On June 22, 2017, the CFPB announced a series of actions based on consumer complaints it has received about the manner in which student loan servicers handle the Public Service Loan Forgiveness (“PSLF”) program.

PSLF is a federal student loan forgiveness program that provides borrowers in public service jobs, such as teachers, nurses, first responders, military servicemembers, and social workers, with a pathway for fully satisfying their loan obligations based on reduced income-driven repayment (“IDR”) plans over a 10-year period. The program is designed to encourage borrowers to pursue public service careers despite increasing levels of student loan debt, and is administered by the U.S. Department of Education. To qualify for loan forgiveness under the PSLF program, borrowers must: (1) have a qualifying federal Direct Loan; (2) be enrolled in a qualifying repayment plan, meaning an IDR plan; (3) work full-time for a qualified public service employer; and (4) make 120 on-time, qualifying payments.

First, the CFPB issued a report on federal student loan complaints about the PSLF program and related IDR plans. The report identified complaints alleging that student loan servicers:

  • Did not provide borrowers with adequate or accurate information about PSLF qualifications and failed to inform borrowers that only federal Direct Loans are eligible for the PSLF program;
  • Enrolled borrowers in non-qualifying repayment plans, despite borrowers expressing interest in PSLF;
  • Failed to provide assistance in completing annual recertification forms showing continued eligibility based on employment by a qualified public service employer and family size;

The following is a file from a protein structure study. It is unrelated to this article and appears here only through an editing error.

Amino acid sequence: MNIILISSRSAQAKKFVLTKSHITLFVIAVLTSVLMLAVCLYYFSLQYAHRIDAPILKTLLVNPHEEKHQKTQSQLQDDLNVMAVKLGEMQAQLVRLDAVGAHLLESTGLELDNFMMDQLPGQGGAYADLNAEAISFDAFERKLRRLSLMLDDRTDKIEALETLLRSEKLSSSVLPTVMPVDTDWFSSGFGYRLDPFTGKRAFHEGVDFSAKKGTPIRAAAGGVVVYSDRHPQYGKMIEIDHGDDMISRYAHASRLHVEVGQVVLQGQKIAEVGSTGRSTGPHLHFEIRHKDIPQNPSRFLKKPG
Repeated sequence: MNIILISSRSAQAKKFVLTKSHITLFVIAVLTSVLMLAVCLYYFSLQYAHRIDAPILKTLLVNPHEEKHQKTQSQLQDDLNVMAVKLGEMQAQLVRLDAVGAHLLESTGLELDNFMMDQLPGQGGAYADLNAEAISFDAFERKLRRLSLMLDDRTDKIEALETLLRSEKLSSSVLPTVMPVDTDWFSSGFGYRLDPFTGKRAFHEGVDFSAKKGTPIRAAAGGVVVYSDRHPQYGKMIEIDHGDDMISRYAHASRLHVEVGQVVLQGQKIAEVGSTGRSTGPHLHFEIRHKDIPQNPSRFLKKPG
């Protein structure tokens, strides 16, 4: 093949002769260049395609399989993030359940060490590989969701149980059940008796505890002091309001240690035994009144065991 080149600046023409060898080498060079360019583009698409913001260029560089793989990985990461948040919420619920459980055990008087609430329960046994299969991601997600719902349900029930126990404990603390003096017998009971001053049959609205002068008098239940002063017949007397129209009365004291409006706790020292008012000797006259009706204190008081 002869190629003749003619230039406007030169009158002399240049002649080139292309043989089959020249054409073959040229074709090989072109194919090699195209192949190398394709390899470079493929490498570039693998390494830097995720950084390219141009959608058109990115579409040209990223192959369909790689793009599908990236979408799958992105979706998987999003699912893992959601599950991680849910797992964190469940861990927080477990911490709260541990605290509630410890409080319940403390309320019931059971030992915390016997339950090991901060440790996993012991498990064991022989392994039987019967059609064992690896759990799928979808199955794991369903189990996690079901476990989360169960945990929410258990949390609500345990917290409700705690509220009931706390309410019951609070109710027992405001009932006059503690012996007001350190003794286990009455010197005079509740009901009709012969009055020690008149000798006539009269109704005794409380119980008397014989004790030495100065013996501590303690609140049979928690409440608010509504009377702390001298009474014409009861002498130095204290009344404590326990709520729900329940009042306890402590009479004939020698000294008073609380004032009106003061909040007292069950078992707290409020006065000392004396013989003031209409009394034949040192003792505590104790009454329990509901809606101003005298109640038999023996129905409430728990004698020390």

• Increased payments under IDR plans as a result of servicer processing delays; and
  • Did not inform borrowers that payments made toward PSLF would be lost if a Direct Loan is consolidated with other loans.

The report recommended a review process for borrowers who were given inaccurate information by their student loan servicer, early servicer engagement with borrowers about IDR plans and their benefits, protection of borrowers against adverse consequences resulting from servicing delays, timely reminders from servicers about pending deadlines for submitting recertification forms, and enhanced tracking of payments and progress towards PSLF.

Second, the CFPB revised its Education Loan Examination Procedures to address supervisory expectations of student loan servicers regarding their communications and other dealings with borrowers related to loan forgiveness programs, in particular the PSLF program. Issuance of the revised examination procedures strongly suggests that, during the coming year, the CFPB will initiate supervisory and enforcement actions against federal student loan servicers based on activities that adversely impact borrowers’ ability to take full advantage of the PSLF program.

Third, the CFPB launched a consumer education campaign to educate student loan borrowers working in public service about what they need to do to qualify for loan forgiveness under the PSLF program.